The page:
Florida homeowner insurance companies seek rate increases
home rates still needed, five providers say
Article Courtesy of The Sun Sentinel
Published June 29, 2007
homeowner insurance companies are trying to raise rates, only weeks after
the state ordered providers to lower premiums.
The rate requests from Florida Farm Bureau, The Hartford,
Metropolitan Property and Casualty, Cincinnati Insurance Cos.
and Auto Owners have some industry observers questioning
Florida's plan to lower property insurance costs.
Auto Owners is seeking a statewide average increase of 41.9 percent, while
Cincinnati Insurance wants to increase rates by an average of 37.5
Florida Farm is asking for an average 30.3 percent increase, Hartford
wants to raise rates 29.5 percent and Metropolitan Property and Casualty
is seeking an average increase of 14.9 percent.
The state must approve all rate requests. "We want to ensure that the
rates being charged are not excessive, that they're adequate and not
discriminatory," said Jonathon Kees, spokesman for the Office of
Bob Milligan, the state's insurance consumer advocate, said Gov. Charlie
Crist and Florida legislators engaged in an "enthusiastic and
energetic attempt" to cut costs during a special legislative session
in January. The state's plan allowed companies to buy cheaper reinsurance,
which is insurance for insurance companies, and pass savings on to policy
"But at best, it was a near-term solution that was fraught with
future risk," Milligan said. "We hope to come up with a solution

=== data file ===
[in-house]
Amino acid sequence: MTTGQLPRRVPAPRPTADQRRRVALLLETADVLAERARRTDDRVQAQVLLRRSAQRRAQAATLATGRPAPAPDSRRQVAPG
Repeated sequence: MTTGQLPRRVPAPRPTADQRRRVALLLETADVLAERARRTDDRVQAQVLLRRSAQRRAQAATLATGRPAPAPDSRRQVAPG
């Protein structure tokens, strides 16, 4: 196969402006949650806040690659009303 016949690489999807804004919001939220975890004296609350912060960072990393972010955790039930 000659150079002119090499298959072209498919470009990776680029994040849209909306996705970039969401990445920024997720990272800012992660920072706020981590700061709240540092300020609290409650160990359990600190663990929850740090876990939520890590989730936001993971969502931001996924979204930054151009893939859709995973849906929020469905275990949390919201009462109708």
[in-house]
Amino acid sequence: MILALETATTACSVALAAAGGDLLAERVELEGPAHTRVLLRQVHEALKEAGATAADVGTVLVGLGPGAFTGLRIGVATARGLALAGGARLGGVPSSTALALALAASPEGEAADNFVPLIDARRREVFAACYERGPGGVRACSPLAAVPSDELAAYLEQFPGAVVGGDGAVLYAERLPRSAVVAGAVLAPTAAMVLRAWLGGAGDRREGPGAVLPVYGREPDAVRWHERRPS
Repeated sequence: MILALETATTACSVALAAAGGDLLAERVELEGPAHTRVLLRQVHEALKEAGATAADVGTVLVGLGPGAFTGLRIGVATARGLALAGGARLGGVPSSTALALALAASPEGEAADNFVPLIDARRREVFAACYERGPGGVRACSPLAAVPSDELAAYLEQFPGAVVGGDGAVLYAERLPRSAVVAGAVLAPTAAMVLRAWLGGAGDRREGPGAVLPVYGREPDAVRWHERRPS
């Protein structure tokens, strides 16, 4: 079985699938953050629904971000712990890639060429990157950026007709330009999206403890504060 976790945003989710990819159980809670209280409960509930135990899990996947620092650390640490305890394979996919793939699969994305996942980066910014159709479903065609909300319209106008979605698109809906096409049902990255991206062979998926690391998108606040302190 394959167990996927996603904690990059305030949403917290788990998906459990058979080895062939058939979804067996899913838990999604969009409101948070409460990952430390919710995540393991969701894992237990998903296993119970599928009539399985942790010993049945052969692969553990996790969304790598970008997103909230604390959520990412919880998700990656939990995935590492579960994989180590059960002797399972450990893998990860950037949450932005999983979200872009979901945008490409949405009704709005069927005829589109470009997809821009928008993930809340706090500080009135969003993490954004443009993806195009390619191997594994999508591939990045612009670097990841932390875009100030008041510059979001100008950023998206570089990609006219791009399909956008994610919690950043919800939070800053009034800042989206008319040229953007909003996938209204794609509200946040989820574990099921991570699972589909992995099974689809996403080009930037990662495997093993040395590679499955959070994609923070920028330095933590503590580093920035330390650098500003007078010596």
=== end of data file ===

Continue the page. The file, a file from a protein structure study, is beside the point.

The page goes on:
that takes away that future risk."
In the meantime, Milligan urged consumers to find cheaper rates through a
Web site, shopandcomparerates.com, launched by the state this week.
Florida Farm Bureau said it did comply with the state's order to cut
insurance costs, reducing rates by about 25 percent, effective June 1. But
it later determined that the reduction was too steep, calling this latest
request for an increase a "correction."
"The decrease, as the state established, wasn't warranted," said
Missy Shelley, an actuary for Florida Farm Bureau.
If the state approves the rate increase, it still would result in a net
decrease of 1.6 percent, Shelley said. A public hearing on the matter is
scheduled for 10 a.m. July 10 in Tallahassee.
Cincinnati Insurance said in a statement that it couldn't take advantage
of reinsurance savings from the state because the company already had
negotiated reinsurance contracts that took effect Jan. 1.
Metropolitan Property said it has incurred more than $2 in property losses
for every dollar in premiums collected over the past several years in
"The company simply cannot continue to operate in such a fashion, as
we have a responsibility to manage our business for the benefit of our
millions of policy holders countrywide," the company said in a
Hartford said in a statement that "we adjust rates periodically to
ensure that we are responsibly managing our risk and properly pricing our
policies to adequately cover that risk."
Auto Owners, seeking the largest average rate increase of the five
companies, declined to comment.
It's unknown how many other insurance companies will seek rate increases.
They have until Sept. 30 to submit requests showing the actual savings
they received from the cheaper reinsurance.
The state says it has approved an average decrease of 15 percent in
property insurance rates for new and renewed policies so far this year.